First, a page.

Imagination and Art Create More Opportunities for More Innovation

By Connie Harvey, COO, Commercial Healthcare for Xerox

Xerox is a company that is built on innovation – the personal computer, the graphic user interface and the computer mouse. These days, our innovations tied specifically to big data, health care and transportation. Innovation is based on the principles STEM – science, technology, engineering and math. Unfortunately, too many students, including minorities, don’t have the opportunity to thrive in these areas. That needs to change. What is our society, and these students, missing out on – simply because these students didn’t have the opportunity to be exposed to these fields?

As the corporate champion of our Hispanic employee caucus group at Xerox, I thought it was important that we help create the LSTEAM Academy at a local middle school in Lexington, Ky. It’s STEM with the arts included, and is designed specifically for Latino students.

Because imagination is at the core of invention, we must not underestimate the value of the arts in society. I’ve seen first-hand how this school incorporates the arts into their math classes. By including the arts, the students use STEM concepts to imagine and create.

We partnered with the local chapter of the United Way, which has a history of successfully creating programs like this, and the Fayette County Public School system in Lexington. Together we have all the right people and talent to make this vision a reality. This is a great example of a public-private, and philanthropic partnership that could change society. It will certainly change our community, and it will improve the opportunities for these students.

And who knows, these students may eventually come to work for Xerox and help us create the next “big thing.” Now wouldn’t that be something?

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A student in a Xerox sponsored L-STEAM Academy shows of work she created using art and math principles to guide the project.
A student in a Xerox sponsored L-STEAM Academy shows of work she created using art and math principles to guide the project.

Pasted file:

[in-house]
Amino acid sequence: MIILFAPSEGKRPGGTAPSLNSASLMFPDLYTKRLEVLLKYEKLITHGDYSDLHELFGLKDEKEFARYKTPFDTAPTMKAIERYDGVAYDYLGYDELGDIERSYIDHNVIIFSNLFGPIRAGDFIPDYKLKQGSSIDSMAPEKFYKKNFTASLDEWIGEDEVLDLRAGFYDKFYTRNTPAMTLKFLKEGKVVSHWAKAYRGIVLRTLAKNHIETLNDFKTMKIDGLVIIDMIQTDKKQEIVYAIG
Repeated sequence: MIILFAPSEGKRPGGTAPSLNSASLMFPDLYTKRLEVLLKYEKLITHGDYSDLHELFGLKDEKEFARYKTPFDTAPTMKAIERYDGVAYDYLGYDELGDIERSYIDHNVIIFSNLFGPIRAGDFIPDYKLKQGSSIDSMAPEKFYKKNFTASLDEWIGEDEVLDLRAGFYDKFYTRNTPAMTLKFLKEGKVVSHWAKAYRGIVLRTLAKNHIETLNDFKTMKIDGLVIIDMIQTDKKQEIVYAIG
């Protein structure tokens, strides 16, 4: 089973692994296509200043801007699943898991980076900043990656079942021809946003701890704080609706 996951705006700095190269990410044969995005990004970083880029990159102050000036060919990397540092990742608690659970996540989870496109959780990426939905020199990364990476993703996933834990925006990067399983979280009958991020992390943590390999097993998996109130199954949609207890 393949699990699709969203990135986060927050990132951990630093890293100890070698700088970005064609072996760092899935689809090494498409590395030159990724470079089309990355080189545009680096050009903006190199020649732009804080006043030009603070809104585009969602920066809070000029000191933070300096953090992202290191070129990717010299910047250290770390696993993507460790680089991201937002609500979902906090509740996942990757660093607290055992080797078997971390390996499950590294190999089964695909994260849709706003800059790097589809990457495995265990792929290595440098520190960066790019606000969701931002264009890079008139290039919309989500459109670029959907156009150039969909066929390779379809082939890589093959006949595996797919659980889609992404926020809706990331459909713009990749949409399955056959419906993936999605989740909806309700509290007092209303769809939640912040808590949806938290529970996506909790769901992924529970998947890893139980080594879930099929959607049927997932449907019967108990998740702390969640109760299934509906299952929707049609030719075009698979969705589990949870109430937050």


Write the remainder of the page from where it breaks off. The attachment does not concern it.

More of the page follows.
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  1. Robin Harold September 22, 2014 - Reply

    What a fantastic idea. It would be great if this could be duplicated in Rochester, NY. I am an engineer and many of my colleagues have skills in the fine arts and photograpy. They may welcome an opportunity to share their interests and let children know that the technical field is not entirely analytical, but highly creative as well. Thank you.

    • Gregory Pings September 23, 2014 - Reply

      Robin: Thank you for sharing your thoughts. Mike Long is the administrator of the Xerox Science Consultant Program in Rochester, N.Y. I alerted him to your comment, and asked him to reply:

      “It’s exciting to know that Xerox support of STEM education is expanding with the development of enhanced programs, like the LSTEAM Academy that Connie wrote about. Now in its 47th year, the Xerox Science Consultant Program (XSCP) sends volunteer scientists and engineers into Rochester area elementary schools to create excitement about science. We also have a newer, and smaller, program in Wilsonville, Ore.

      “One of my personal key learnings about STEM is that it is as much about ways of thinking as it is about the subject areas that the acronym represents. Enhancing STEM learning with the added value of lessons in the arts seems like a wonderful accelerant to the demands of creative thinking.”

      Mike Long, XSCP Administrator,

  2. Chris Gilligan September 22, 2014 - Reply

    Robin – I work with Connie Harvey at Xerox and am part of the organizing committee for the LSTEAM Academy in Lexington. This is a model that could easily be replicated in any community to service any group. Our local United Way took our vision and ran with it. Our partners at the local school helped us find the schools where we could have the biggest impact.

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